Exact copies of originator biopharmaceuticals are impossible to produce due to the previously mentioned complexity and inherent heterogeneity they possess. A biosimilar can be described as a copy of an already authorized biological medicinal product which demonstrates similarity in physicochemical characteristics, efficacy, and safety, based on a comprehensive comparability exercise.  Biosimilar manufacturers must develop their own manufacturing process with the ability to produce a product as similar to originator as possible due to the originator's reference material and manufacturing process being proprietary.
The quality attributes of the biosimilar and the originator will be different due to differences in the manufacturing process. This is to be expected and is not a matter of concern as it has been accepted as par for the course for biopharmaceutical production. Such differences can arise from variations in expression systems, fermentation and purification processes, and the use of excipients. 
In contrast to traditional small molecules where identical copies of the originator drug are possible, the standard generic approach of establishing bioequivalence via competitive bioavailability studies is insufficient. A biosimilar's critical quality attributes are assessed by clinical studies where their physicochemical properties, safety and efficacy are tested for comparability against the originator. A biosimilar may also be exposed to non-clinical assessment if deemed necessary. The repeating of phase I and III clinical trials, and thereby enrolment of several hundred patients, has led to a recent study putting estimated clinical costs alone at $8.5-35 M compared with a total cost of $5 M for developing a generic small molecule drug. [6,7]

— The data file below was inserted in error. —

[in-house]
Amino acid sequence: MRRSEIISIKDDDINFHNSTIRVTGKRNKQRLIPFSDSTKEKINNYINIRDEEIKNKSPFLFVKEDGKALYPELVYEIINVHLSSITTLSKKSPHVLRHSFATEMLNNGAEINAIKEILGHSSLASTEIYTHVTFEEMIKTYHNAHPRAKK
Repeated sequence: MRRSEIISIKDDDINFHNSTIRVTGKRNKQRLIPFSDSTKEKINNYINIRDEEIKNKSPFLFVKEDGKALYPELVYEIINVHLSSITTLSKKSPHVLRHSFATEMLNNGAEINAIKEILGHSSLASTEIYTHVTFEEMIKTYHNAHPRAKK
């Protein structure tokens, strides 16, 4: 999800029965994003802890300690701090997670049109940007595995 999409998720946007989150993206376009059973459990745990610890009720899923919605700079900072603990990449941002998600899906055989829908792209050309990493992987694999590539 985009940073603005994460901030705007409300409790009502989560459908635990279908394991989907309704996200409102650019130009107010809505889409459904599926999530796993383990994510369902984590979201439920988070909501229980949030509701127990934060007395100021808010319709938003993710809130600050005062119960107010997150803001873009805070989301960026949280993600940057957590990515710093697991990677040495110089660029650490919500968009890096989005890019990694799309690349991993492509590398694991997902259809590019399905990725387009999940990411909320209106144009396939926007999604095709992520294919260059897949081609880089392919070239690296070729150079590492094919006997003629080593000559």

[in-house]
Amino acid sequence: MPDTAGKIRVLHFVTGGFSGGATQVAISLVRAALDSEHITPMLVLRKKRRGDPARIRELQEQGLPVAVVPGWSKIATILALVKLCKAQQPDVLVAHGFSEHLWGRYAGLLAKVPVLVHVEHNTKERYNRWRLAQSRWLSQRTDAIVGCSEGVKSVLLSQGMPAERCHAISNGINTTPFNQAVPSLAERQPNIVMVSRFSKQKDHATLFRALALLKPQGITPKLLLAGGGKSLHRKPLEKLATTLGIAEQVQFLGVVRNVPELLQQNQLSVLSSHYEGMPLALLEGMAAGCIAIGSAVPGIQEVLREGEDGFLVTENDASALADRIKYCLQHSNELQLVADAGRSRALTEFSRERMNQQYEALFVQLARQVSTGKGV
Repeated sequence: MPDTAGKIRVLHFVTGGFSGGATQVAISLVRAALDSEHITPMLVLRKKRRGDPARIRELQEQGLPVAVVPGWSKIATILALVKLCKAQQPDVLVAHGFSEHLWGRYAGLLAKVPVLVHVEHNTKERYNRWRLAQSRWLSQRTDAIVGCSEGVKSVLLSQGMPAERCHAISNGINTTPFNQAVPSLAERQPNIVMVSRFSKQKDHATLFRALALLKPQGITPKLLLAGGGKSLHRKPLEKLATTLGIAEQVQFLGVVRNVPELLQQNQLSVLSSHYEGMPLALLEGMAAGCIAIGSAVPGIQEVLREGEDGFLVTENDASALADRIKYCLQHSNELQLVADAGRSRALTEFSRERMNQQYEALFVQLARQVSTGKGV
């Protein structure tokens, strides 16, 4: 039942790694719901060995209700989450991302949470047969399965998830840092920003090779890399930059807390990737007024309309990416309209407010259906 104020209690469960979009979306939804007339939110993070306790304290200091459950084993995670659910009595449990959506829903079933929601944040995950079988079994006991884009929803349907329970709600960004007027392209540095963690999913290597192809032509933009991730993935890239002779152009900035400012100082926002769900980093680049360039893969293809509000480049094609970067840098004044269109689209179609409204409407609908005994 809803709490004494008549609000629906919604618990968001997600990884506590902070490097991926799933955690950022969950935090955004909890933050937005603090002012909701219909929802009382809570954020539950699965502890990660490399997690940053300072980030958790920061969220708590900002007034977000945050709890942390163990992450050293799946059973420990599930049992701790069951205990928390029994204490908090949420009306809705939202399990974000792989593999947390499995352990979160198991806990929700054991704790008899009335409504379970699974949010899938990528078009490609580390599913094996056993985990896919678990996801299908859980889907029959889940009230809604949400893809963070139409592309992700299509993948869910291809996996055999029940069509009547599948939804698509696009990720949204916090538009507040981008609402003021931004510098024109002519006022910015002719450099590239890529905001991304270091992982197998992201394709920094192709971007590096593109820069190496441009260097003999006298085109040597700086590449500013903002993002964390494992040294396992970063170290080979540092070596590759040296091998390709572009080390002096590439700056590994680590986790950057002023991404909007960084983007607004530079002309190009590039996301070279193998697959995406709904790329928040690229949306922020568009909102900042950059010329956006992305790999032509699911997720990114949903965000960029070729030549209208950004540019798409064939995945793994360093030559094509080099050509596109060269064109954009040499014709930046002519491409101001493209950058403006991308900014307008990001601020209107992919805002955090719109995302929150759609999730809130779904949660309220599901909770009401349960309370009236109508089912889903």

Again, in contrast to small molecules where an 80% reduction in price can be expected following release of generic product(s), the same cannot be said for biopharmaceuticals.  The regulatory framework is currently much more established in Europe than in the US with an excess of 15 biosimilars already on the market. 
This includes the first monoclonal antibodies (mAbs) Remsima and Inflectra (Infliximab/Remicade), which gained approval in 2013.